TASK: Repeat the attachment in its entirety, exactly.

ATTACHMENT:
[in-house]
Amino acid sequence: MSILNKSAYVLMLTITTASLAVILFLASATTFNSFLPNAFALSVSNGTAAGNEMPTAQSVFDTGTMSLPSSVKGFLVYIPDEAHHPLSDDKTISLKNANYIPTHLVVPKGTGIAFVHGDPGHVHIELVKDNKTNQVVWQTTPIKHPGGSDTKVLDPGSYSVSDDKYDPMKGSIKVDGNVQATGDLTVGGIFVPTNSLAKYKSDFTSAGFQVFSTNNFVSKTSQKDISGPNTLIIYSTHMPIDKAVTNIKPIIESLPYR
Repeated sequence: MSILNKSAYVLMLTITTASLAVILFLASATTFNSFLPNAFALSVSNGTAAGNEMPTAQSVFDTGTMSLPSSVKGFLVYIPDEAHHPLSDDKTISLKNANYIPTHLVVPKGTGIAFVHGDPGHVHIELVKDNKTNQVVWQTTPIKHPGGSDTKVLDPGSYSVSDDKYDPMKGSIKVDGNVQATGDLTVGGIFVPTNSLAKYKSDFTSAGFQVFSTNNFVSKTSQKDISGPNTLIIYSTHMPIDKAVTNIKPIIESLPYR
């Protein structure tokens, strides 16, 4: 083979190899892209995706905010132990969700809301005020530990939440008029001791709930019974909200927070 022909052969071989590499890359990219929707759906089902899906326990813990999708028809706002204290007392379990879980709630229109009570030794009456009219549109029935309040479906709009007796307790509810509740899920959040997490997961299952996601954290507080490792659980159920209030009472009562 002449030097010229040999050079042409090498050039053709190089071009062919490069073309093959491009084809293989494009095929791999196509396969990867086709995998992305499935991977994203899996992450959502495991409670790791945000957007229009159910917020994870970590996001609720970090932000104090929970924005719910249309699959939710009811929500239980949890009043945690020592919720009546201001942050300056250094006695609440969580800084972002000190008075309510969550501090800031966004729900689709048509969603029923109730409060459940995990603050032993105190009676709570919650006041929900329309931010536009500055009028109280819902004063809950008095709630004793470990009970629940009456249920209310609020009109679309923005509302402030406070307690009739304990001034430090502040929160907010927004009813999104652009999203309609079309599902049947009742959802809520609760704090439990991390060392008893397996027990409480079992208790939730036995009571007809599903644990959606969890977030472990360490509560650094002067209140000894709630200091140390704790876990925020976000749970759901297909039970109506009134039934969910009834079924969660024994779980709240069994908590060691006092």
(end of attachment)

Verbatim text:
[in-house]
Amino acid sequence: MSILNKSAYVLMLTITTASLAVILFLASATTFNSFLPNAFALSVSNGTAAGNEMPTAQSVFDTGTMSLPSSVKGFLVYIPDEAHHPLSDDKTISLKNANYIPTHLVVPKGTGIAFVHGDPGHVHIELVKDNKTNQVVWQTTPIKHPGGSDTKVLDPGSYSVSDDKYDPMKGSIKVDGNVQATGDLTVGGIFVPTNSLAKYKSDFTSAGFQVFSTNNFVSKTSQKDISGPNTLIIYSTHMPIDKAVTNIKPIIESLPYR
Repeated sequence: MSILNKSAYVLMLTITTASLAVILFLASATTFNSFLPNAFALSVSNGTAAGNEMPTAQSVFDTGTMSLPSSVKGFLVYIPDEAHHPLSDDKTISLKNANYIPTHLVVPKGTGIAFVHGDPGHVHIELVKDNKTNQVVWQTTPIKHPGGSDTKVLDPGSYSVSDDKYDPMKGSIKVDGNVQATGDLTVGGIFVPTNSLAKYKSDFTSAGFQVFSTNNFVSKTSQKDISGPNTLIIYSTHMPIDKAVTNIKPIIESLPYR
């Protein structure tokens, strides 16, 4: 083979190899892209995706905010132990969700809301005020530990939440008029001791709930019974909200927070 022909052969071989590499890359990219929707759906089902899906326990813990999708028809706002204290007392379990879980709630229109009570030794009456009219549109029935309040479906709009007796307790509810509740899920959040997490997961299952996601954290507080490792659980159920209030009472009562 002449030097010229040999050079042409090498050039053709190089071009062919490069073309093959491009084809293989494009095929791999196509396969990867086709995998992305499935991977994203899996992450959502495991409670790791945000957007229009159910917020994870970590996001609720970090932000104090929970924005719910249309699959939710009811929500239980949890009043945690020592919720009546201001942050300056250094006695609440969580800084972002000190008075309510969550501090800031966004729900689709048509969603029923109730409060459940995990603050032993105190009676709570919650006041929900329309931010536009500055009028109280819902004063809950008095709630004793470990009970629940009456249920209310609020009109679309923005509302402030406070307690009739304990001034430090502040929160907010927004009813999104652009999203309609079309599902049947009742959802809520609760704090439990991390060392008893397996027990409480079992208790939730036995009571007809599903644990959606969890977030472990360490509560650094002067209140000894709630200091140390704790876990925020976000749970759901297909039970109506009134039934969910009834079924969660024994779980709240069994908590060691006092």